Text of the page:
MANILA – Winning the fight against climate change and ozone-depleting substances (ODS) can be achieved through global policies and actions, particularly in utilizing renewable energy resources and adopting sustainable systems and technologies.
Citing a recent report of the World Meteorological Organization (WMO), Senator Loren Legarda said the ozone layer, which protects against harmful ultraviolet rays and was thinning in the 1980s due mainly to chlorofluorocarbons, is on track to recover to 1980 levels by 2040.
The WMO said the improvement is a result of positive actions taken under the Montreal Protocol, a treaty adopted in 1987 to regulate the production and consumption of ODS.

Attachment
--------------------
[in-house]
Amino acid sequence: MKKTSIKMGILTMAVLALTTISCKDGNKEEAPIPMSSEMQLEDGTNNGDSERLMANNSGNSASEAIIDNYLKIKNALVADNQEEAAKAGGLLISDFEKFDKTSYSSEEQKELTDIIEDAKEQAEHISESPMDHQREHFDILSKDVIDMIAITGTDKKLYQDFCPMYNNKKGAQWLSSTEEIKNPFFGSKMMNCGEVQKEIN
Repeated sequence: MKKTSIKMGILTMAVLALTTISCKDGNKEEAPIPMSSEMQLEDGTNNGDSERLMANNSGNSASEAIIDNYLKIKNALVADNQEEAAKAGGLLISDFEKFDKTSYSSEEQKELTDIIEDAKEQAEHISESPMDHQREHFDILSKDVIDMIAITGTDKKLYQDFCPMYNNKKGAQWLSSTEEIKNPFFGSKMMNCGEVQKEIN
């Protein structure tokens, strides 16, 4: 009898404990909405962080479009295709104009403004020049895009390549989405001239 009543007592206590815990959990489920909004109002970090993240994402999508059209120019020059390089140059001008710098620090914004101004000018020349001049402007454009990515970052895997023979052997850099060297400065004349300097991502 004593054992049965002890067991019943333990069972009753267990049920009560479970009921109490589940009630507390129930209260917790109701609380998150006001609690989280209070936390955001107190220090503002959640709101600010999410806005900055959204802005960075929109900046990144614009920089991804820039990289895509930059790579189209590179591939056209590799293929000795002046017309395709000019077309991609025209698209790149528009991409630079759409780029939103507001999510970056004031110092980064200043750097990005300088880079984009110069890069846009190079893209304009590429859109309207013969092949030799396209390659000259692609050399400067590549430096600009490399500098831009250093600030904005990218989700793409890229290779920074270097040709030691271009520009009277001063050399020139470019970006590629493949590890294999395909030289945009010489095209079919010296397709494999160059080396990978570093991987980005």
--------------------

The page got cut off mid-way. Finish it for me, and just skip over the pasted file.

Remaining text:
In a news release on Tuesday, Legarda said countries must have the will to deliver on their commitments, especially in undertaking significant and deep cuts on fossil fuel emissions and mobilizing finance, technologies, and capacity development support to countries and communities in accordance with the Paris Agreement.
The Paris Agreement, often referred to as the Paris Accords or the Paris Climate Accords, is the international treaty that deals with climate change.
“The depleting ozone layer was such a huge environmental concern back then, but we were able to diagnose the problem and unite to address it. The recovery of our ozone layer is a sign that we are capable of healing our climate and gives us more reason to hope for a better planet and future for all,” Legarda said.
She noted that the annual mobilization of USD100 billion of climate finance for developing countries, starting in 2020, remains unmet.
Legarda said there is a need for access to climate finance from public and private sources and philanthropies, and for multilateral development banks and financial institutions to improve their business models to accept risks and leverage finance for developing countries. (PNA)